Rotary Club of Oak Bay
Bulletin, 2 July, 2019
by Janette Nation
President Joan Firkins opened the meeting in the usual manner with the national anthem and invocation followed by buffet lunch.
Guests were introduced by Atam:
Cheryl Nelson - visiting Rotarian from Jasper
Chris Kershaw (Host: Atam Uppal)
Doris T Lewis.
There was a series of announcements:
Joan Firkins, expressed thanks to Adam Farquharson who has put in a lot of time to improve and maintain our club website. Joan F, Jack P and Adam F have been meeting to discuss the website, utilizing Clubrunner and adding features from our old Wordpress site. Thanks to Adam we can now register, pay for events and sign up for service projects online. Way to go Adam! We are so pleased to have you in our Club. Adam received a special recognition pin for his contribution.
There will be no meeting on 23 July. Instead we will have an evening reception to which all current and past members are invited. The occasion is to celebrate 45 years since the club received its charter on 24 July,1974.
There will be a service project at the Food Rescue Distribution Centre, on 27July and 3 August. We need at least 10 people to volunteer on each of these Saturdays. You can visit our website to register.
Joan called for volunteers to our Oak Bay Wednesday night market, next week, to help spread the word about joining Rotary. John J will set up.  Ceci and Pablo volunteered for 4 - 6 and Ron and Atam volunteered for 6-8.
Celebrations Master, Jack Petrie tried to baffle the crowd with music trivia and somewhat succeeded. There were a number of happy dollars donated and a birthday to celebrate.
John Jordan, our Guest Speaker, was introduced by Heather.
He, once again, eloquently updated the audience on Rwanda Rising.
John was a clinical psychologist. It seems like we learn new snippets about John’s history every time he gives a talk. John met his wife of twenty years at a Habitat for Humanity Conference and has been going to Rwanda for eleven years, for approximately two months, each winter.
Initially, John repaired houses and was later asked if he could build houses. There was a need because there were many genocide survivors, many widows and fatherless children, living in poor conditions. John showed us pictures of mud and wattle houses in a bad state of repair.  These sad, small houses were home to parents and children some of whom are HIV positive. In some cases there are up to 7 children with terminally ill parents. Although there is free medical care available in Rwanda, many families have “fallen through the cracks”.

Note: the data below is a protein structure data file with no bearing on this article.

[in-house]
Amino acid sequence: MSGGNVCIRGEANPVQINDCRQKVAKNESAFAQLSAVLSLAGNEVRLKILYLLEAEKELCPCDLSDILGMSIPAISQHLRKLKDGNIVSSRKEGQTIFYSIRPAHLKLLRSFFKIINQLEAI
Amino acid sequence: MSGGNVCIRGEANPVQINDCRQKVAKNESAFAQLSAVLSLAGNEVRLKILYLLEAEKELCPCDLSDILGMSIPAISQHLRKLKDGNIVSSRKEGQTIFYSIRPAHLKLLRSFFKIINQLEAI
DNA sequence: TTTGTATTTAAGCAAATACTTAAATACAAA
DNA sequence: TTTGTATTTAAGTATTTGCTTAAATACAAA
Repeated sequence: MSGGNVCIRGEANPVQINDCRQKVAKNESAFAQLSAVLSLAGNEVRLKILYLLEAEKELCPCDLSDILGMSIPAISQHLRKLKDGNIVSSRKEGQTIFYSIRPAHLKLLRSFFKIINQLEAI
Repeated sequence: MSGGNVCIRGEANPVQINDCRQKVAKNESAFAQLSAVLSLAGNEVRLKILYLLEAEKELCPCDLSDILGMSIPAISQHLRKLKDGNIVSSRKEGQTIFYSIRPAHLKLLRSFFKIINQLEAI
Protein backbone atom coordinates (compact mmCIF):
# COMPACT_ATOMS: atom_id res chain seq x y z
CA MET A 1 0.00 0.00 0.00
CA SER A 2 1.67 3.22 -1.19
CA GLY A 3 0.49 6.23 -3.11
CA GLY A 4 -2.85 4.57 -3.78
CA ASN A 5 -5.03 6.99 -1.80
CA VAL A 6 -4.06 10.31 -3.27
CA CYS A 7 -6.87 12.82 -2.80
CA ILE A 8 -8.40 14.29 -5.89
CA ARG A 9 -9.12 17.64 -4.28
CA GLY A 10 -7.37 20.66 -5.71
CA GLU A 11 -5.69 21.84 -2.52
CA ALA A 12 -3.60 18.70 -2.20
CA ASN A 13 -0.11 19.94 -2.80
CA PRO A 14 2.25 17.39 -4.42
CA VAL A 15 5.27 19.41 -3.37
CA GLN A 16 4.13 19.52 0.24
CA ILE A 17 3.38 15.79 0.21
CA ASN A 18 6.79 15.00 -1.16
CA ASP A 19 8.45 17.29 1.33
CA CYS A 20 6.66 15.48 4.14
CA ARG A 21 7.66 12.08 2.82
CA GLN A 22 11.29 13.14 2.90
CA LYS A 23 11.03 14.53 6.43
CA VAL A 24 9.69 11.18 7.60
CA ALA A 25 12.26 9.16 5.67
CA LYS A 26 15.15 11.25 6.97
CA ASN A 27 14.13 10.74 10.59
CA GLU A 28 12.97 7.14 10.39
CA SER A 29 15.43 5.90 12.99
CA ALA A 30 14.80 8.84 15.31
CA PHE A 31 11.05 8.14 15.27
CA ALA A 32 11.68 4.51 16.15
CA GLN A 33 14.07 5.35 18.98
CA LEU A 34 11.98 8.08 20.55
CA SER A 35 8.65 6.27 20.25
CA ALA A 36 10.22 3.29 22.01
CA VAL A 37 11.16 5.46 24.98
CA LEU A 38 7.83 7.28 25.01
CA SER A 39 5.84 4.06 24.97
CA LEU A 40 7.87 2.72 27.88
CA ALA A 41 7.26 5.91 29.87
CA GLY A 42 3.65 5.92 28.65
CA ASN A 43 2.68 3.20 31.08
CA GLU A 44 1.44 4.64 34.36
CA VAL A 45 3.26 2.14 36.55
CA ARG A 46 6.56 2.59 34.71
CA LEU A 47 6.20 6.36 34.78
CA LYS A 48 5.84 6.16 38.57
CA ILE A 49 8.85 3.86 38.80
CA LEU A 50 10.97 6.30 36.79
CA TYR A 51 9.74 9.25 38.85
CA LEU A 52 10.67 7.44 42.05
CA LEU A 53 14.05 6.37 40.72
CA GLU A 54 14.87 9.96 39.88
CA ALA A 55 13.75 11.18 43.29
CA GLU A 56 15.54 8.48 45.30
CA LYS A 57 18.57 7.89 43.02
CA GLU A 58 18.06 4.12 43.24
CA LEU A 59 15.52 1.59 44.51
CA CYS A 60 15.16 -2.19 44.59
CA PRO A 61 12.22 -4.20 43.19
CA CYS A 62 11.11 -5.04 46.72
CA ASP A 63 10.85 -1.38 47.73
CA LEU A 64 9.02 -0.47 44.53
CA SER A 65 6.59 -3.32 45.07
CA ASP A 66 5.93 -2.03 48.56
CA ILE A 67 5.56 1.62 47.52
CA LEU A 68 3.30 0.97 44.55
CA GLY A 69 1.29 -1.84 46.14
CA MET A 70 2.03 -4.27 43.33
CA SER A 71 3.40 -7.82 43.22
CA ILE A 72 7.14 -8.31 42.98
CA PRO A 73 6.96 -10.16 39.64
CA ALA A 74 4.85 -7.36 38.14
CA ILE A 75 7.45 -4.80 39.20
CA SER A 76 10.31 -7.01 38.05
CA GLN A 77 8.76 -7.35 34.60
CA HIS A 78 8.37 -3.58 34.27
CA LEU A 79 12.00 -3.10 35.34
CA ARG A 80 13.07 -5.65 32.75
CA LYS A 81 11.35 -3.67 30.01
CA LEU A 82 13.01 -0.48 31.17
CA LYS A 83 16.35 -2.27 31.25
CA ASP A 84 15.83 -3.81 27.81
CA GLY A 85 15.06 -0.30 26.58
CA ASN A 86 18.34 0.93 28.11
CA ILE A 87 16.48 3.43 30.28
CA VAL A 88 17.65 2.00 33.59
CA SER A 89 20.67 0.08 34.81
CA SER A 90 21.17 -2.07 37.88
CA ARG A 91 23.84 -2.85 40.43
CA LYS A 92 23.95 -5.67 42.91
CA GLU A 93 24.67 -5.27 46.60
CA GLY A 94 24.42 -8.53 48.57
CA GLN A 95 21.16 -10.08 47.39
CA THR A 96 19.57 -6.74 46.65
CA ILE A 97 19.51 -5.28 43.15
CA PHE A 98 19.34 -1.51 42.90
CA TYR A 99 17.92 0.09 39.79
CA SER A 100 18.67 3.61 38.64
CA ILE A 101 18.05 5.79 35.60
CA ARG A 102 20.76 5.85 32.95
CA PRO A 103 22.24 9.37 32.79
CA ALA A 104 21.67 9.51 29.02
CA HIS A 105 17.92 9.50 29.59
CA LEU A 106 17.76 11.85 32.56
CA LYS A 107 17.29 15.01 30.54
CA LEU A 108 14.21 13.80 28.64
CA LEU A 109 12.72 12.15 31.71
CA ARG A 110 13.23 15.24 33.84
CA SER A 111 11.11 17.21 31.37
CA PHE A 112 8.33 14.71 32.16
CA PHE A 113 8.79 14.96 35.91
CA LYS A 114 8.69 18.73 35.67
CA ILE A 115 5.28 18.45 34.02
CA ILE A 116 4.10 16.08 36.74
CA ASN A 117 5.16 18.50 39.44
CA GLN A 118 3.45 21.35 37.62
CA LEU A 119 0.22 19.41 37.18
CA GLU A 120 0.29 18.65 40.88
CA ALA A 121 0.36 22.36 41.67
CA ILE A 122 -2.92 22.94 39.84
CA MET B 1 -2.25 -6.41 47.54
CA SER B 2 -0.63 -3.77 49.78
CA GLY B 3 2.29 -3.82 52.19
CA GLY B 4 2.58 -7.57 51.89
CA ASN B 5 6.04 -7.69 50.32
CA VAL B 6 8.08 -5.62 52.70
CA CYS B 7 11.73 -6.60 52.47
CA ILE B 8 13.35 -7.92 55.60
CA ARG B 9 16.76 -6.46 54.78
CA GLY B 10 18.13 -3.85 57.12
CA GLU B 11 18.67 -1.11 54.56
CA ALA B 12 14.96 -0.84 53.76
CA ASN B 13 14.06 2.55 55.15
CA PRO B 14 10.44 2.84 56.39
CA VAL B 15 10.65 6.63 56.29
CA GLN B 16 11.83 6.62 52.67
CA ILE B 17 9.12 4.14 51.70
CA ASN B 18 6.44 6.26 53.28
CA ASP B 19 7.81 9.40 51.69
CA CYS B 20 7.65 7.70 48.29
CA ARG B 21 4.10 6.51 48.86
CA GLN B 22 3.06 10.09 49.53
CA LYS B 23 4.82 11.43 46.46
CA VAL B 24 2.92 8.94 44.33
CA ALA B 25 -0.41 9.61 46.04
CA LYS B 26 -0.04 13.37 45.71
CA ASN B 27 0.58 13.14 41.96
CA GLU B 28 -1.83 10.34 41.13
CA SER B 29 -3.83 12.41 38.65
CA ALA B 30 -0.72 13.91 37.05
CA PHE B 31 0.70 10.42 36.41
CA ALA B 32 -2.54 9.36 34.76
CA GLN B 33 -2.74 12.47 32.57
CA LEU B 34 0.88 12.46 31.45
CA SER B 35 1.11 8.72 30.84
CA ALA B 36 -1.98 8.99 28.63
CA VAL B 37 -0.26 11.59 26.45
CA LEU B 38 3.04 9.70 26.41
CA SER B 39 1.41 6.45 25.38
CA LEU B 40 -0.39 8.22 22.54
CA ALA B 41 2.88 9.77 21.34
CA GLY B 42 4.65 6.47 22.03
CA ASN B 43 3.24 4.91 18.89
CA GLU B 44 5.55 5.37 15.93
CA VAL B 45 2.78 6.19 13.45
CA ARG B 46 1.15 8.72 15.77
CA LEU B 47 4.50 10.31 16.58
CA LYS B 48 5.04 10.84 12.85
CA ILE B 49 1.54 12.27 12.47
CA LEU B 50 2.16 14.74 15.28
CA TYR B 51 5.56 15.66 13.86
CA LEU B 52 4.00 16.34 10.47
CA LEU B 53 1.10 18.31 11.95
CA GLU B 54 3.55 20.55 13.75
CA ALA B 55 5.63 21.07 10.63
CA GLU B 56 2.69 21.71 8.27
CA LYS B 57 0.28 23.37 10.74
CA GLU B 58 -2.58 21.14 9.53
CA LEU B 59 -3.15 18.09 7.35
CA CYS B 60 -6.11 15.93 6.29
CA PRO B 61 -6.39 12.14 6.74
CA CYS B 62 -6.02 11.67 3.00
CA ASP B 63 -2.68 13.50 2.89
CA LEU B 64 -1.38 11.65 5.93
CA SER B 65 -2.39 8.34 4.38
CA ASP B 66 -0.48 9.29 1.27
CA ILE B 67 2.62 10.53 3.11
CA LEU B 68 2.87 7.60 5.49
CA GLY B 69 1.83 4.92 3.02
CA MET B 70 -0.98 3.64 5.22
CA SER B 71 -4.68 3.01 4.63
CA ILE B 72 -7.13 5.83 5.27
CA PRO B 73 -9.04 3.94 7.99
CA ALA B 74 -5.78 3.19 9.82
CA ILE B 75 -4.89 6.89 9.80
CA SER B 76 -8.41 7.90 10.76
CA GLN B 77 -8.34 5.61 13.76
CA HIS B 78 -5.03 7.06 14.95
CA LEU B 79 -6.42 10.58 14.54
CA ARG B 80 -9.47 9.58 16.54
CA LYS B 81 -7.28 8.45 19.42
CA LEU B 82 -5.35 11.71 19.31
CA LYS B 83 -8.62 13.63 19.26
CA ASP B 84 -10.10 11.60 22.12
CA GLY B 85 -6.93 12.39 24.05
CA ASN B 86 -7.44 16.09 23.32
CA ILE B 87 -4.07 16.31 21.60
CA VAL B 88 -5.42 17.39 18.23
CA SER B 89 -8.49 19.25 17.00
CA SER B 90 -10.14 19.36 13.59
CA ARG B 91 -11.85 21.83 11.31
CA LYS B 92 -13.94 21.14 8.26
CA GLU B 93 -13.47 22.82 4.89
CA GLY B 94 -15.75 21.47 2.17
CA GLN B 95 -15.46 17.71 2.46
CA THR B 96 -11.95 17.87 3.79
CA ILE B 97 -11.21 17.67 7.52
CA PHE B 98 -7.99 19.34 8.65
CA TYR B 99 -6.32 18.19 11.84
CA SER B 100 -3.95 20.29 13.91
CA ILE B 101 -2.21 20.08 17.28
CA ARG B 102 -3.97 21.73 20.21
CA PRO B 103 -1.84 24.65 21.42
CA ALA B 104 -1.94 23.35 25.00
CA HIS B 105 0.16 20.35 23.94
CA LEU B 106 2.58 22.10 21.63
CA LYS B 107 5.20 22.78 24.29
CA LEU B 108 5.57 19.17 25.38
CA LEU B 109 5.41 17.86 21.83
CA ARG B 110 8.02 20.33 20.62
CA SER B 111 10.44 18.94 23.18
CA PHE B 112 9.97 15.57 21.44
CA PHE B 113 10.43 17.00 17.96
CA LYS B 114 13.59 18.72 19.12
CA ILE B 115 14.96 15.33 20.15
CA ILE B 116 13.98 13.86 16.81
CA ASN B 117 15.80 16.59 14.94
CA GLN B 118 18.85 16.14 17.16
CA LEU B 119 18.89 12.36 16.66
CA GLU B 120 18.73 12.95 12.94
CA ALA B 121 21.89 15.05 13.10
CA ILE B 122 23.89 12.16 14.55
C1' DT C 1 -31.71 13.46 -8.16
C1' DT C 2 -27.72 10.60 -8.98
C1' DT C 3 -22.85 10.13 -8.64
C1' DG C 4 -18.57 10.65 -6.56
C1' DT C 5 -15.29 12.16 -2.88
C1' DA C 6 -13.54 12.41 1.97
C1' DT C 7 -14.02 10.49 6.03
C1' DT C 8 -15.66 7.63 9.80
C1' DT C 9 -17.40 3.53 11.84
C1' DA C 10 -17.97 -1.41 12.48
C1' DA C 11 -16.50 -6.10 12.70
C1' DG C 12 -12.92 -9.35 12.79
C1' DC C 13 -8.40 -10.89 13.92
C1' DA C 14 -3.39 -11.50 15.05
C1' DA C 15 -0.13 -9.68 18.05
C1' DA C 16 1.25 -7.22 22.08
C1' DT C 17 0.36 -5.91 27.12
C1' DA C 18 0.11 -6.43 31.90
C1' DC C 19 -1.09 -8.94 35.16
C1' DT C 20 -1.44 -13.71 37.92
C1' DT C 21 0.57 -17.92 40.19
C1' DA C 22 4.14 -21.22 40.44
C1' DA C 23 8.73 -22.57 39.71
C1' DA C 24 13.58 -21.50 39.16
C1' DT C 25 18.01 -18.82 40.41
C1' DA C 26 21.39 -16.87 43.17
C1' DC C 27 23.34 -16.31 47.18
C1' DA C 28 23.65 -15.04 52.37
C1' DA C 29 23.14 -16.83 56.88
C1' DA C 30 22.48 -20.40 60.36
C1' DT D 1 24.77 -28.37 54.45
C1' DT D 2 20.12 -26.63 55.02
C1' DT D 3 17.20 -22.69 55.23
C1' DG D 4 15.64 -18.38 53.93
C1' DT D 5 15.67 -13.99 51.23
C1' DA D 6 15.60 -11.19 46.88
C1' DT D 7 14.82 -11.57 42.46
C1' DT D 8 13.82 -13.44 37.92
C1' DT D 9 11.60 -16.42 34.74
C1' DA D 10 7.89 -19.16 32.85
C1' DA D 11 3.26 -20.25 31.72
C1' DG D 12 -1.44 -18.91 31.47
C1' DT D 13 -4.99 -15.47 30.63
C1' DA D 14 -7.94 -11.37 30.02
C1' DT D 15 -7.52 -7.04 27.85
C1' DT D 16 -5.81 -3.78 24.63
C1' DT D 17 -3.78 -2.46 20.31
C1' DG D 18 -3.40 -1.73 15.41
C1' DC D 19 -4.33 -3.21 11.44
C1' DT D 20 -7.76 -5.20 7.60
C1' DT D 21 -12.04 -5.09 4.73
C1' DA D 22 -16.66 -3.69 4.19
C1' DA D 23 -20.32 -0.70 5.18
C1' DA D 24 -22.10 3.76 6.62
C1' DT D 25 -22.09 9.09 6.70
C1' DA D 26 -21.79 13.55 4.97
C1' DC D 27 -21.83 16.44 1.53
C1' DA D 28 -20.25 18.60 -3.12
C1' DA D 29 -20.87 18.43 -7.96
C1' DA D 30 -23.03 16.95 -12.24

John agreed to build houses, and because the area sits on an earthquake rift, it was necessary to build a strong stone foundation. Porters carry 100-120 lb boulders to the building sites.
John showed a picture of a new 5 room house with 3 bedrooms - so much nicer! Roof rafters are made of the timber growing in the forest. The workers build with just two tools: a machete and a hammer. John also provides families with a raised bed garden already planted with vegetables, and a separate cook shack, equipped with a fuel efficient, smoke free, stacked stove.  Latrines that provide safety and privacy are also provided. There are now 12 stove factories.
John showed photos of individual people. They looked so happy!! “Beatrice” has 5 children and the eldest one is Maria who had finished Grade 9. John managed to find a place for Maria in a boarding school an hour and a half walk away. Education provides these youngsters with economic viability in the future. When Beatrice saw her new house with furnished bedrooms, she collapsed sobbing; she was so relieved to know her children would no longer have to sleep on a mat placed on a dirt floor.
Another family with 7 children and a father with advanced TB lived in a two room house.  None of the children were in school. The younger children were supplied with a uniform, a back pack and equipment to enable them to go to school. “Peter” is an older child in this family and when he was told a house was being built for his mother, he said he would do any labor necessary to help.  Peter ended up going to a vocational school and two girls from another family went to the vocational school to learn to sew.
John informed us that other NGO’s put signs on houses to indicate they cost $3,500-$4,000, whereas the houses John builds cost $2000.
Perry thanked John for his informative presentation. Perry noted that Tricia Timmermans, a past member, brought John Jordan to our Rotary Club. (Thanks very much Tricia - what an asset John Jordan is to our club and to those he has helped so tirelessly in Rwanda, for the past eleven years. If you wish to make a donation to the Rwanda Initiative, you can do so at this website:
Next week: President Joan encouraged every member to attend our meeting next week, and volunteer to serve on a committee. Joan ended with the following words of wisdom:
“There is no such thing as lack of time, only lack of focus. We must all do the things we really want to do.”
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